Brousse du Var is a fresh cheese made from sheep’s milk.
In fact, it is so fresh, that the cheese is sold on the same day it’s made.
It is usually made for 1 to 1 1/2 months after Easter. The area of production is the French Varois coast, especially near Toulon (between Marseille and Saint-Tropez on the south coast of France.)
The milk used is from the Mérinos and Commune breeds of sheep.
The traditional method of making Brousse du Var is to heat the milk in a water bath to 194 F (90 C.) Then you reduce the temperature to 104 F (40 C), add 2.5 ml (1/2 teaspoon) of rennet per 2.6 US gallons (10 litres) of milk. Let the milk curdle for half an hour, then put the curd in aluminum moulds with small holes in them to drain. Refrigerate the cheeses at a temperature between 32 and 39 F (0 and 4 C.) making sure to use within 6 to 7 days. The cheese would be unmoulded directly into the container that the customer had brought with.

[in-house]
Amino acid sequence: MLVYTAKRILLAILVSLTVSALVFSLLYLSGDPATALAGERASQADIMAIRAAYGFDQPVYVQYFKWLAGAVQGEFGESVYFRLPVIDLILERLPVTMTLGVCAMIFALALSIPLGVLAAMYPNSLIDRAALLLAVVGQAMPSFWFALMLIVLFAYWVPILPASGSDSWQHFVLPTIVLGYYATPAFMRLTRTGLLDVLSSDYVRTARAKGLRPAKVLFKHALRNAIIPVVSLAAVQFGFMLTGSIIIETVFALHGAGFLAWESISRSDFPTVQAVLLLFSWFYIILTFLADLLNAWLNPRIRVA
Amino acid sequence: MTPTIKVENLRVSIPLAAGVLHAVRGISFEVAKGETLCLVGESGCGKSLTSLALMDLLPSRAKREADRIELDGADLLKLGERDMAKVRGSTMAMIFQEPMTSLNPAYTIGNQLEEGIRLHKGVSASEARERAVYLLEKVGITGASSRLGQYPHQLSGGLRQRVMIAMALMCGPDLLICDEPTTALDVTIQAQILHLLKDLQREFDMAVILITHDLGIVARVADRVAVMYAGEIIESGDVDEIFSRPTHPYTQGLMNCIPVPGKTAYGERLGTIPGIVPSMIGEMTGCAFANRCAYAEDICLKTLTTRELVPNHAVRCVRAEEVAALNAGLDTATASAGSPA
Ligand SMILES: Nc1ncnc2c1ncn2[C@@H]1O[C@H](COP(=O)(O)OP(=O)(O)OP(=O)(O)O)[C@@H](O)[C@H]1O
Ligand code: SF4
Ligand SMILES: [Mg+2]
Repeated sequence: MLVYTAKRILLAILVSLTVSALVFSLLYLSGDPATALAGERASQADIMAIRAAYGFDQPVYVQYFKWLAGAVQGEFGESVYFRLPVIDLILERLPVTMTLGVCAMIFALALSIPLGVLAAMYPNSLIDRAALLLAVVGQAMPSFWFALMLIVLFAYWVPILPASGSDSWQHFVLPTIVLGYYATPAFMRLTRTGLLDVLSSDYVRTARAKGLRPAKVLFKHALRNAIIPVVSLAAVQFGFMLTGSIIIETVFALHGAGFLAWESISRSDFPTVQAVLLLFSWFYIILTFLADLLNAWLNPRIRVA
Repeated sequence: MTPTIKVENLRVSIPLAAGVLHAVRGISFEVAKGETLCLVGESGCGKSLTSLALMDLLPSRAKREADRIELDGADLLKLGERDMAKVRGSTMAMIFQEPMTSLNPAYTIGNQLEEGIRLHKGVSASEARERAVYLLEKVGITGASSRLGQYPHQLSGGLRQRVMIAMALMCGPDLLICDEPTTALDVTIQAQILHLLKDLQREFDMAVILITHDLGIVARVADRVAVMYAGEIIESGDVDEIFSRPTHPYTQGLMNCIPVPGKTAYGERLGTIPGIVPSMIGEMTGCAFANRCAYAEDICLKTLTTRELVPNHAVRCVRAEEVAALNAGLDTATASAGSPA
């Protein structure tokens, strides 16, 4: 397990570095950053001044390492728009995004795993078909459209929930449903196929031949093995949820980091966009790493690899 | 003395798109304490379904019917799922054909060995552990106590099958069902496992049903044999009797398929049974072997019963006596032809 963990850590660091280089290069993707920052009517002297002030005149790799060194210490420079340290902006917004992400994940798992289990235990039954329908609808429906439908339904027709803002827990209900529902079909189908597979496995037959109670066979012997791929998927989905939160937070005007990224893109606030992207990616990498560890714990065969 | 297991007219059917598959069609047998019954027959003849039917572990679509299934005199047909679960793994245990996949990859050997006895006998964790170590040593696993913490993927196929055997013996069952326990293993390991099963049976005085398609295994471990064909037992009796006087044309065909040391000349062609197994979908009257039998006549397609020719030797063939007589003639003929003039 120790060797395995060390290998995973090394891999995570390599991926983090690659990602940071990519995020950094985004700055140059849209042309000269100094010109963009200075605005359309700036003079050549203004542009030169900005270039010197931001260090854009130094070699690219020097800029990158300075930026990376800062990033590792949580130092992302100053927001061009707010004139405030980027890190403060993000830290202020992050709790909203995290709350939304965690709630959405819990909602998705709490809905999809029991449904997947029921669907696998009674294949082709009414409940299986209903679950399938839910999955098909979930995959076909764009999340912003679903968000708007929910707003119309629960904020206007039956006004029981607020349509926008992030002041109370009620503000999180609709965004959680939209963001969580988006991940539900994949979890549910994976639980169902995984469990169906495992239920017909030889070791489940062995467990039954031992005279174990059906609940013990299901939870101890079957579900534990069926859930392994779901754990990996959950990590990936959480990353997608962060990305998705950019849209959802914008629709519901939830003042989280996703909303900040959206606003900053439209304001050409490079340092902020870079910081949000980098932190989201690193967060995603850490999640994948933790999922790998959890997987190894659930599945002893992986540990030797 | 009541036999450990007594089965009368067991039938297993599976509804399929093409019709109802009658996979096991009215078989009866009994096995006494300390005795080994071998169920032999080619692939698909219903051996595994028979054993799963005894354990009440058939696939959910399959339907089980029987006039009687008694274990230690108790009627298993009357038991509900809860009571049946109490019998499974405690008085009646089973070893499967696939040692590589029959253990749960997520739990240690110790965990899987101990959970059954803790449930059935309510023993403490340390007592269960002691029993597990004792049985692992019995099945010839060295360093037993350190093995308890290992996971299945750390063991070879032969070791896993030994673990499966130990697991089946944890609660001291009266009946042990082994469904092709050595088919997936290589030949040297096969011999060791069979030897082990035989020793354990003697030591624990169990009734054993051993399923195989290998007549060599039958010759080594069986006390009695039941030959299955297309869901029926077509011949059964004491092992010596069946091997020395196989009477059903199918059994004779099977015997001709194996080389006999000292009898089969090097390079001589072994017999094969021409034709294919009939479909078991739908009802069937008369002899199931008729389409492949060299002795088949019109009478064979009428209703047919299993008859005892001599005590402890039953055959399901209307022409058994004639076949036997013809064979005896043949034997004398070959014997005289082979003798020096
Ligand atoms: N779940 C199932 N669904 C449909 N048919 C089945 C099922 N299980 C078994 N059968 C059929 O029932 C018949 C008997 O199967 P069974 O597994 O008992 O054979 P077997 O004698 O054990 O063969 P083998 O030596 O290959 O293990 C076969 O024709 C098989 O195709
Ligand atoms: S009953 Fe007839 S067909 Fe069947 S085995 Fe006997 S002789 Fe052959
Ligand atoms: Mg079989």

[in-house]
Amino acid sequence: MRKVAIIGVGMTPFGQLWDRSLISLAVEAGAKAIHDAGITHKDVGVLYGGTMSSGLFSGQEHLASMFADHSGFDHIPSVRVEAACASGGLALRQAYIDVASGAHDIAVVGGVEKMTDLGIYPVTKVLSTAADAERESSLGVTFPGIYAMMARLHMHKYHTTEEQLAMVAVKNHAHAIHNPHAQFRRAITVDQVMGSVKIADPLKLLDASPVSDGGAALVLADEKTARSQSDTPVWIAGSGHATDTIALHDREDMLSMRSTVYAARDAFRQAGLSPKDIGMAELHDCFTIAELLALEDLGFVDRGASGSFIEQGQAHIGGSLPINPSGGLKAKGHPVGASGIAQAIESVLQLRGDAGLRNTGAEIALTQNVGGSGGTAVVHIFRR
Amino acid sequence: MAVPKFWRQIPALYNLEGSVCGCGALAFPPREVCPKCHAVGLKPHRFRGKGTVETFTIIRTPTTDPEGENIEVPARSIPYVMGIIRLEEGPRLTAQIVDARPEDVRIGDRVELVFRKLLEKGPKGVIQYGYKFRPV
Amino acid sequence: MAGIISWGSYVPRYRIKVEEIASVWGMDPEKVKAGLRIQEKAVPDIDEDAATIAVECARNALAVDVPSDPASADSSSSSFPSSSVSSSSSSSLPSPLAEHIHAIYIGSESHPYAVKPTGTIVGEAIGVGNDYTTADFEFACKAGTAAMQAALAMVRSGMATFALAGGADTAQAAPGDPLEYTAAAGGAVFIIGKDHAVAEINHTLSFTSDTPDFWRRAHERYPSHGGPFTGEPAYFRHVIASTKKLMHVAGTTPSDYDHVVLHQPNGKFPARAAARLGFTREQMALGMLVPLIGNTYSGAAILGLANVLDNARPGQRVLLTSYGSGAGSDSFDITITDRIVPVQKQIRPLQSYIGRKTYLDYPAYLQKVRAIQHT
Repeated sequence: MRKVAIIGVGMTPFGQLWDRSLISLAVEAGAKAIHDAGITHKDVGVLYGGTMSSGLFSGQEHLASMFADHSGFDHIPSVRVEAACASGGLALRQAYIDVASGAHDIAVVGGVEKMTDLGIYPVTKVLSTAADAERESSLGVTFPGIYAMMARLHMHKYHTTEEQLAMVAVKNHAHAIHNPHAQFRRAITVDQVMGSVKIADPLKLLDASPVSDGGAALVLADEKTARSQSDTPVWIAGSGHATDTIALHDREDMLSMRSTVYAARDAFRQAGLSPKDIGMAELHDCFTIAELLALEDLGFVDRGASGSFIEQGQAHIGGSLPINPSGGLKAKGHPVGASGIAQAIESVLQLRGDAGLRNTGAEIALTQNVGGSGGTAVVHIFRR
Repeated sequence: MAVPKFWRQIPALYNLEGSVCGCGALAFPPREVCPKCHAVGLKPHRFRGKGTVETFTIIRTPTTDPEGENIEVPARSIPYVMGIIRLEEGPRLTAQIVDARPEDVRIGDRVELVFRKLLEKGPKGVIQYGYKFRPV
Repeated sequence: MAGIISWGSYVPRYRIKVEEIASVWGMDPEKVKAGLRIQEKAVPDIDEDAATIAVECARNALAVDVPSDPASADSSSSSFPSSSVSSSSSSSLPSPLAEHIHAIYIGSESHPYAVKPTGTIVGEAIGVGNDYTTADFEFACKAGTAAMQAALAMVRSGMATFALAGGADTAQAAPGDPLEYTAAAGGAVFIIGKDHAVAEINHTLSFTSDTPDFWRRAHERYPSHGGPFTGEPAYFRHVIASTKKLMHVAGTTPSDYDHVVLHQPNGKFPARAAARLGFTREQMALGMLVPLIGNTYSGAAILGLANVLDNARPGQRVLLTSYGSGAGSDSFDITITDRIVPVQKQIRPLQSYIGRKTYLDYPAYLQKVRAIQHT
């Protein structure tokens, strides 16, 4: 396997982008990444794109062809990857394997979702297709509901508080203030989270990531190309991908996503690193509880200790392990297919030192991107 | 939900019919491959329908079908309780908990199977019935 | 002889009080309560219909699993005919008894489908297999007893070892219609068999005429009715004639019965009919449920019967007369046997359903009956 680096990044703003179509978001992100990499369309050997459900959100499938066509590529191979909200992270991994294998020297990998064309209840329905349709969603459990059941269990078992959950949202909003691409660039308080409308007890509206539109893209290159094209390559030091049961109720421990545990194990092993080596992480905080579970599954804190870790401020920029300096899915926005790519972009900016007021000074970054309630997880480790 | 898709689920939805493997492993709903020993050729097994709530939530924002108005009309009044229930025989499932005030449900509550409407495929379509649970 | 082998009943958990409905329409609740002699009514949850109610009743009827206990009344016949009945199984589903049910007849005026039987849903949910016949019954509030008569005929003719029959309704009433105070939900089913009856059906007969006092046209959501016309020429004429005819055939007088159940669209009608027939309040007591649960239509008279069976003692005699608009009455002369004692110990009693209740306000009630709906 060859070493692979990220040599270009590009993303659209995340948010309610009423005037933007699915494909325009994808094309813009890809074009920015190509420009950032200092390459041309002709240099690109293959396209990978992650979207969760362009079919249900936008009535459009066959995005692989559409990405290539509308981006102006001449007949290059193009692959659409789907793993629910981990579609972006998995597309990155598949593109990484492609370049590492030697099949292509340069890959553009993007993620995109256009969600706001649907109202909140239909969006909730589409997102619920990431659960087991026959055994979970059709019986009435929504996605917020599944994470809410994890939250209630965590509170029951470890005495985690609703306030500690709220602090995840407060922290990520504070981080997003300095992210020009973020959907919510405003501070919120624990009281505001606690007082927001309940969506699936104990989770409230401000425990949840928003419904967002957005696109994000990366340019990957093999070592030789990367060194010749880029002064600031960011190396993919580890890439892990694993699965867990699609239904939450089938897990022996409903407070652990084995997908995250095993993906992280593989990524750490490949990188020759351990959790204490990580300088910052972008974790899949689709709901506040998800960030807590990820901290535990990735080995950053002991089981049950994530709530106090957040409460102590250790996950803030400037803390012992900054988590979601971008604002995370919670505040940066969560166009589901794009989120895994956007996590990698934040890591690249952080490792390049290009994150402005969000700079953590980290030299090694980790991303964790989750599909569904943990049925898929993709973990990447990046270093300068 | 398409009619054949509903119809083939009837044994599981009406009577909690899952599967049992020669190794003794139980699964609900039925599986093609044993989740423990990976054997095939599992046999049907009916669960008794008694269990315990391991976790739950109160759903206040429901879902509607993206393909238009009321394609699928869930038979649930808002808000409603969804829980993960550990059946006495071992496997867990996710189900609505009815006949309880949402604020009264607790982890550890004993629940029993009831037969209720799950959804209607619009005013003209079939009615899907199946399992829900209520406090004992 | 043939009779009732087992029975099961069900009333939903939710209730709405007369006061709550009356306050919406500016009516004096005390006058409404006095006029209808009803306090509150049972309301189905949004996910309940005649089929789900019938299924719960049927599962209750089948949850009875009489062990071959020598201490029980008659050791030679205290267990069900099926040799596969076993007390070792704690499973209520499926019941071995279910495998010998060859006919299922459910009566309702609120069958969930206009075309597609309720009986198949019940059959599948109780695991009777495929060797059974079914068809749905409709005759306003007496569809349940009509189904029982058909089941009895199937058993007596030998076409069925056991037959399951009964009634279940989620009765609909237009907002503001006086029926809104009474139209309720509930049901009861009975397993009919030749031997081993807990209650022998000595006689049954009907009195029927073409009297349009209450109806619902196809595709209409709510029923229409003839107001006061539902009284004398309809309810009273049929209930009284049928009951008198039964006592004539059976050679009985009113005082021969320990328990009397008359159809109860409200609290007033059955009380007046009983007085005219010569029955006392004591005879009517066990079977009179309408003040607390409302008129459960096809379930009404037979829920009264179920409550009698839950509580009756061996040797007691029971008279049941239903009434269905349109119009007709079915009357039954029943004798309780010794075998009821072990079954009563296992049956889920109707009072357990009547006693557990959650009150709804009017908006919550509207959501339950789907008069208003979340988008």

Modern method: Heat the milk to 177 F (81 C) and hold it there for 20 minutes. Then lower the temperature to 98 to 100 F (37 to 38 C) and add 4 1/2 oz (133 ml) of rennet per 26 1/2 US gallons (100 litres.) Allow it to curdle for 10 to 15 minutes, then put into the same plastic containers it will be sold in.
A Brousse is a term for soft cheese made in Provence, France, made from sheep or goat’s milk. It may be so soft as to be like a cream cheese, or have more texture to it, like a ricotta. The term Brousse comes the French words “brousse” / “brousser”, which have several meanings to them. Some feel that the meaning that applies to the cheese is the meaning of “beaten” — but then not all brousse cheeses have their curd beaten. Others feel that the meaning that applies is that of “woods, bush, back-woods” alluding to the sheeps or goats wandering about in off the beaten track, hard-scrabble patches of land.